When shopping on their handheld devices, millennials are turning to mobile platforms that combine social interaction, entertainment and e-commerce to deliver a truly personalised experience. It is important to understand some of the challenges that this presents for a brand seeking to protect itself in this new age, and how the challenges might be met.
Today the dynamics of online purchasing have changed enormously. Mobile web use has overtaken desktop, with millennials turning to their smartphones and tablets to meet their needs – including shopping. This change in behaviour has disrupted the traditional purchasing journey of consumers and is being driven by the ‘m-commerce’ generation.
When shopping on their handheld devices, millennials are turning to mobile platforms that combine social interaction, entertainment and e-commerce to deliver a truly personalised experience. With mobile technologies offering a more intertwined and complex e-commerce ecosystem, it is important to understand some of the challenges that this presents for a brand seeking to protect itself in this new age, and how the challenges might be met.
Understanding an evolving environment
With millennials fast becoming the largest consumer segment, it is no surprise that they are the focus of most businesses’ e-commerce strategy. The result is a growing number of increasingly popular mobile marketplaces, such as Depop, LetGo and Wallapop. Originally designed as peer-to-peer platforms, these allow consumers not only to buy and sell, but also to ‘discover’ products based on their geographic location, interests and mobile behaviour. Users can ‘like’, comment and share offers, with direct communication between the seller and the buyer encouraged. Once a deal has been made, transactions can be facilitated either via mobile payment or cash payment on delivery or collection. Large sellers with over 100 offers for a single brand have been detected and are not uncommon on these mobile marketplaces, changing the original purpose of the platforms from selling ‘unwanted stuff’ to operating full-time stores.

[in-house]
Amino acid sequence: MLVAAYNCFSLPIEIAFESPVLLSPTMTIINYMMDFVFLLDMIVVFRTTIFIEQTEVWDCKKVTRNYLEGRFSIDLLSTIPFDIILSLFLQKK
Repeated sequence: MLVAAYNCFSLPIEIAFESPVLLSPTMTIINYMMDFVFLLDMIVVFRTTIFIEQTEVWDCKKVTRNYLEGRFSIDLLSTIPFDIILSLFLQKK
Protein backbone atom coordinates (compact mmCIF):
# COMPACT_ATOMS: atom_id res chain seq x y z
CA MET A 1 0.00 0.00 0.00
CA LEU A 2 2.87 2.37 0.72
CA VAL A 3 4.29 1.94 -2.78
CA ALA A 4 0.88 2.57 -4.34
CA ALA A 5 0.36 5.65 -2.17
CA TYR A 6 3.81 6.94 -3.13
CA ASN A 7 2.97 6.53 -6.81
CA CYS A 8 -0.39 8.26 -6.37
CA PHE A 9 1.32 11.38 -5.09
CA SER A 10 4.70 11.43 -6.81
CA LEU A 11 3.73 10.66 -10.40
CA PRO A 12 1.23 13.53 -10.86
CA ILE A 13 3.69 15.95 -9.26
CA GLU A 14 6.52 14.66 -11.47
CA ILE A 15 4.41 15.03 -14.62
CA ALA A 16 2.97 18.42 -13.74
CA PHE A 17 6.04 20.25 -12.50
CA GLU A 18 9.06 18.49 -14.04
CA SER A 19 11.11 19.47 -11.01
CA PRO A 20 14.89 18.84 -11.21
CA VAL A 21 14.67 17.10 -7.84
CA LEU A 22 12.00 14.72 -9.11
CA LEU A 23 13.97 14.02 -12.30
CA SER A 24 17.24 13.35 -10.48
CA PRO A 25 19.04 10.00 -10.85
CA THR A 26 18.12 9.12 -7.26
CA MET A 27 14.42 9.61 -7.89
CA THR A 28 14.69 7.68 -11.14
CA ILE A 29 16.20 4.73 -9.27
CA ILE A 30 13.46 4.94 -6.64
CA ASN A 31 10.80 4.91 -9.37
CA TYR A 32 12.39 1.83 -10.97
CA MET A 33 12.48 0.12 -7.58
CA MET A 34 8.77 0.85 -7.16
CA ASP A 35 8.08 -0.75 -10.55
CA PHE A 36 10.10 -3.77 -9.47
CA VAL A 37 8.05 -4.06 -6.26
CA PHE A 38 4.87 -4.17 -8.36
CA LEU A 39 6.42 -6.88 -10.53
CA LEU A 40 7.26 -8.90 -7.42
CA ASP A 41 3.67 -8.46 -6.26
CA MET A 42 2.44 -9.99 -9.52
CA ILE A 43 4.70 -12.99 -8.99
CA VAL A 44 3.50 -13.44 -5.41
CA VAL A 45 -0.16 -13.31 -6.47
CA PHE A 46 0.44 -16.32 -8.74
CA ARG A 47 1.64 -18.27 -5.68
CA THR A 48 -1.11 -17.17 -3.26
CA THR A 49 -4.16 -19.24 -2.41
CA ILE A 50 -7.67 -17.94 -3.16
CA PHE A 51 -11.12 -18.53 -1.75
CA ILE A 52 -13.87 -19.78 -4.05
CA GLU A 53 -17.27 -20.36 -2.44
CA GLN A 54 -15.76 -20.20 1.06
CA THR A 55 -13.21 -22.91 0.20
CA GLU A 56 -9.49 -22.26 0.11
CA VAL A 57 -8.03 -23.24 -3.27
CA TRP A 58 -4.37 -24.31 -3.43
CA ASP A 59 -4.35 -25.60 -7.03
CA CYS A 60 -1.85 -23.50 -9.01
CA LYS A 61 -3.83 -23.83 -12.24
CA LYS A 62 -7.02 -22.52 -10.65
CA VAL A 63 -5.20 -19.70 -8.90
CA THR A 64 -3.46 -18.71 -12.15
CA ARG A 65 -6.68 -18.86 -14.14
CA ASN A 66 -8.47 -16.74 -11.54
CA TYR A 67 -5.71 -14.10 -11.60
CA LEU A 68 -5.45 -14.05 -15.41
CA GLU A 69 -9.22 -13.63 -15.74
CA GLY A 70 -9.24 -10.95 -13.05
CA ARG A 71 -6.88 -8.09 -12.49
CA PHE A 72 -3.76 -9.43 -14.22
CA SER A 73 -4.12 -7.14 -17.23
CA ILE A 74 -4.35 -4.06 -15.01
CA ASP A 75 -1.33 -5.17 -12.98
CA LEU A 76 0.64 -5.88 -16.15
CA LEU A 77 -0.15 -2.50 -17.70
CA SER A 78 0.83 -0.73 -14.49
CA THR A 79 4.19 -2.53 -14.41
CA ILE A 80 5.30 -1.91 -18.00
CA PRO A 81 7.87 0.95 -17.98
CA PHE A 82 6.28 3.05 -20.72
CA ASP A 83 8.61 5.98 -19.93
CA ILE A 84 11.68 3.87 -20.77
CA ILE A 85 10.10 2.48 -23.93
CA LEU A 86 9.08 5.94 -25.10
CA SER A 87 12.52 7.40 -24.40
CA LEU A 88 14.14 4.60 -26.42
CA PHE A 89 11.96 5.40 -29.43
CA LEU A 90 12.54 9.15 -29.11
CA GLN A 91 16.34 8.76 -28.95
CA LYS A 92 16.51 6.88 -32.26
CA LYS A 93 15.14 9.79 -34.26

With e-commerce rapidly going mobile, the well-known e-commerce marketplaces are also adapting their existing desktop platforms to be more mobile friendly. This movement is part of an effort to appeal to this new generation of consumers. In the United Kingdom alone, almost half (49%) of all e-commerce transactions took place on mobile devices in 2016 (Criteo, “Mobile Commerce at the Tipping Point: Almost Half of All UK Ecommerce Transactions Now Take Place on Mobile”, www.criteo.com/news/press-rele...).
One of the reasons China remains the largest and most dynamic e-commerce market in the world is due to consumer demand. Smartphones are used by over 700 million people in China, far more than any other country. While this is only just over 50% of the population, it shows the general uptake of this technology by the Chinese population (Techcrunch, “Half of China’s population now uses the internet on a mobile device”, https://techcrunch.com/2017/01/23/china-internet-half-population-mobile/). It has therefore been critical for Chinese platforms especially to adapt to mobile consumer behaviour. They are providing innovative, social e-commerce models and a secure digital payment infrastructure that allow people to do many day-to-day tasks via their phones.